Recognizing the Symptoms of Diabetic Gastroparesis

Gastroparesis is a condition where the stomach empties slowly.

Several factors contribute to the movements of the stomach, including the vagus nerve and muscles of the stomach and bowels.

When these structures are damaged, the stomach's work can be "paralyzed," and food can be stored for long periods.

Diabetic gastroparesis, in particular, is caused by persistent high blood sugar levels, leading to chemical reactions and nerve and vessel damage to the vagus nerve.

NORMAL or DANGEROUS    Type Your Blood sugar Level:    mg/dl

If food stays in the stomach for too long and does not empty properly, it can lead to infections, such as a large mass (bezoar) that may eventually block the intestines.

Surgery is necessary in such cases, although it can be difficult and dangerous to remove the mass.

It is important to always address alimentary problems to a doctor to catch diabetic gastroparesis in its early stages when treatment is easier and complications are less severe.

The "ringing bell" symptoms of Diabetic Gastroparesis

Recognizing the "ringing bell" symptoms is crucial for early diagnosis.

The signs of gastroparesis are related to alimentary problems, such as frequent heartburns, vomiting, or unexplained weight loss.

When you eat, you may feel full earlier than usual or experience loss of appetite more often.

You may also experience abdominal bloating or gastroesophageal reflux.

Unusual changes in blood sugar levels that do not comply with food intake or daily needs may also indicate symptoms of diabetic gastroparesis.

This is because, when stomach does not empty normally, the food does not pass into the bowels to be then digested. Therefore, when you check your blood sugar and find high, you hardly could control it.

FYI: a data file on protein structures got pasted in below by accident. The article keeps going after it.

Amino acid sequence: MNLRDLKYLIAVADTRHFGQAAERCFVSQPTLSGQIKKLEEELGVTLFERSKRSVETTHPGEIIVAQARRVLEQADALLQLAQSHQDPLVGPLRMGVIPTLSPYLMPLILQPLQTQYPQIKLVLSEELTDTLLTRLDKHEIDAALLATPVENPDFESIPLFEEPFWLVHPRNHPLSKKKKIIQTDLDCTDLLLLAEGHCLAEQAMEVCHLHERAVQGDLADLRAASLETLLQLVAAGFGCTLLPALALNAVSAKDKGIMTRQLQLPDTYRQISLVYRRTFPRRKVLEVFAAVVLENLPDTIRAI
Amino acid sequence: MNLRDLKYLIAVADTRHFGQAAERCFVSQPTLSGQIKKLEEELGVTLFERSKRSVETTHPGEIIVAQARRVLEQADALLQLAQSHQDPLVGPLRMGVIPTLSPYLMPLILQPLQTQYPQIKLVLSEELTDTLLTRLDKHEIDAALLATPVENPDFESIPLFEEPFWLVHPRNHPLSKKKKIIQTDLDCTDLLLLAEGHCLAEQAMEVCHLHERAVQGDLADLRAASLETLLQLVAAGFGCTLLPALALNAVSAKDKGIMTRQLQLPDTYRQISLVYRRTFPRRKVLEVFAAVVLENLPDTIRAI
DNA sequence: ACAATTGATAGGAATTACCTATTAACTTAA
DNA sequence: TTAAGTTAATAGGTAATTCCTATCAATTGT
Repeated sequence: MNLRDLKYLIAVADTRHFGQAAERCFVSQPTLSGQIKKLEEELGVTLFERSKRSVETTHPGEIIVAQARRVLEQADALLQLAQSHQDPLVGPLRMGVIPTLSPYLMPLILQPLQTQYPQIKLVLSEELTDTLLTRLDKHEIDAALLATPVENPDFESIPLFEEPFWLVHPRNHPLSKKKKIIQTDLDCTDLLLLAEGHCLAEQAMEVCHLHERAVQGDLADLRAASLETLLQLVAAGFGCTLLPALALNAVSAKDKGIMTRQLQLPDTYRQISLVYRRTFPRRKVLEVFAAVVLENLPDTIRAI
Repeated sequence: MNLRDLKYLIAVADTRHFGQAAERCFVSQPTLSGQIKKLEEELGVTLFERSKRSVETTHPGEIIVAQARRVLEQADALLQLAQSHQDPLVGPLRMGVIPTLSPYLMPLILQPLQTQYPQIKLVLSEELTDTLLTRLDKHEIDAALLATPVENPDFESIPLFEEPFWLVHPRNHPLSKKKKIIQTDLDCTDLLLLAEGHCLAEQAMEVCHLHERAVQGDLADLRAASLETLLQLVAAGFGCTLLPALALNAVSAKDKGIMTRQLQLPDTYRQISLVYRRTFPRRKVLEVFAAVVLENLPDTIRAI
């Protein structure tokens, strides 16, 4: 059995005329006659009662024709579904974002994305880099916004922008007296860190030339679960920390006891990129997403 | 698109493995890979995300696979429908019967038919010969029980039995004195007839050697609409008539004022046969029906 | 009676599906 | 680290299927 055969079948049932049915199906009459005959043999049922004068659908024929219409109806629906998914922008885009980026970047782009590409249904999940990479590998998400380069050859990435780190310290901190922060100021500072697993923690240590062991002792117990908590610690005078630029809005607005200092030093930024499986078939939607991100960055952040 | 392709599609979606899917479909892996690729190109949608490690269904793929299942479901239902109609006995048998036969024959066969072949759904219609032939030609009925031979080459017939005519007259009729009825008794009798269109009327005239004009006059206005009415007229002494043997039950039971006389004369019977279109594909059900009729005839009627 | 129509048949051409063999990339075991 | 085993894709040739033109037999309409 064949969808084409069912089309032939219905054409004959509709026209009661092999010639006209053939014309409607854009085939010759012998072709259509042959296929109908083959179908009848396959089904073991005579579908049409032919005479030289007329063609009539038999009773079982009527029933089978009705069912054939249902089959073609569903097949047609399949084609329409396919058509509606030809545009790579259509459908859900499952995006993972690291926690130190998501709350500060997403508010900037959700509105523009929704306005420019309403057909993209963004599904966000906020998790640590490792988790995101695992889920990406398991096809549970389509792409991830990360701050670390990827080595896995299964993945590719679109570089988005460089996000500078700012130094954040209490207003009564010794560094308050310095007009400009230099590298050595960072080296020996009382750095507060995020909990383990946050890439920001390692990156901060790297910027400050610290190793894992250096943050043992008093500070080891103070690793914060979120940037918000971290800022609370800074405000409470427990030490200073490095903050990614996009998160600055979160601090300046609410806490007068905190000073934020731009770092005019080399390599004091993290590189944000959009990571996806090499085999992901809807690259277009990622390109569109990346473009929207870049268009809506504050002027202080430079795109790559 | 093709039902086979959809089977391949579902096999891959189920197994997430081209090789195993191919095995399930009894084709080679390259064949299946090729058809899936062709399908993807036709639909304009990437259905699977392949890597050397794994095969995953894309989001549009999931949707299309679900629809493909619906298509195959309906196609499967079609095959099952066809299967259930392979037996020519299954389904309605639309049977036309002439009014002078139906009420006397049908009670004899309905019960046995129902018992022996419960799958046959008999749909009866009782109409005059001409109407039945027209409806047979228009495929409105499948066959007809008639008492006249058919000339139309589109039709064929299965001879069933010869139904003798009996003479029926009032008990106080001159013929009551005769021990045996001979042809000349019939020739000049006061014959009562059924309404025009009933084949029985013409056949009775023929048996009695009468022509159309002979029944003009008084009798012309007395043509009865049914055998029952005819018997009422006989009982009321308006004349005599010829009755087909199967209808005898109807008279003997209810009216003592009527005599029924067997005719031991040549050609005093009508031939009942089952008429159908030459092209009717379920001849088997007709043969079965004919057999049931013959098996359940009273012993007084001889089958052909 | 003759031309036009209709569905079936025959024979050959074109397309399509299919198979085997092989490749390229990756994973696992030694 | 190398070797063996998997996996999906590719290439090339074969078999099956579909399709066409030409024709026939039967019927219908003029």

Tests for diagnosing Gastroparesis

After discussing all of your symptoms with your doctor, they may conduct various tests to diagnose diabetic gastroparesis.

These tests may include blood tests, ultrasounds, and radiographic tests such as Barium x-ray and barium beefsteak meal, gastric manometry, upper endoscopy, and radioisotope gastric-emptying scan.

Gastroparesis Treatment

The main goal of treatment for diabetic gastroparesis is to manage the condition to prevent severe complications.

Maintaining healthy blood glucose levels is crucial to impede further damage to the vagus nerve.

Dietary changes such as altering the time or amount of each meal may alleviate the situation.

However, in severe cases, feeding tubes or intravenous feeding may be required.


In conclusion, prevention is key to managing diabetic gastroparesis.

Understanding the causes of diabetes can help prevent it with determination and wisdom.

The same changes that can help prevent diabetes can also prevent severe complications, such as diabetic gastroparesis.

It is important to recognize the "ringing bell" symptoms and seek medical attention promptly to receive a proper diagnosis and treatment.

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Written by Dr.Albana Greca Sejdini, Md, MMedSc       

Medically reviewed by Dr.Ruden Cakoni, MD, Endocrinologist

Last reviewed 2/25/2023


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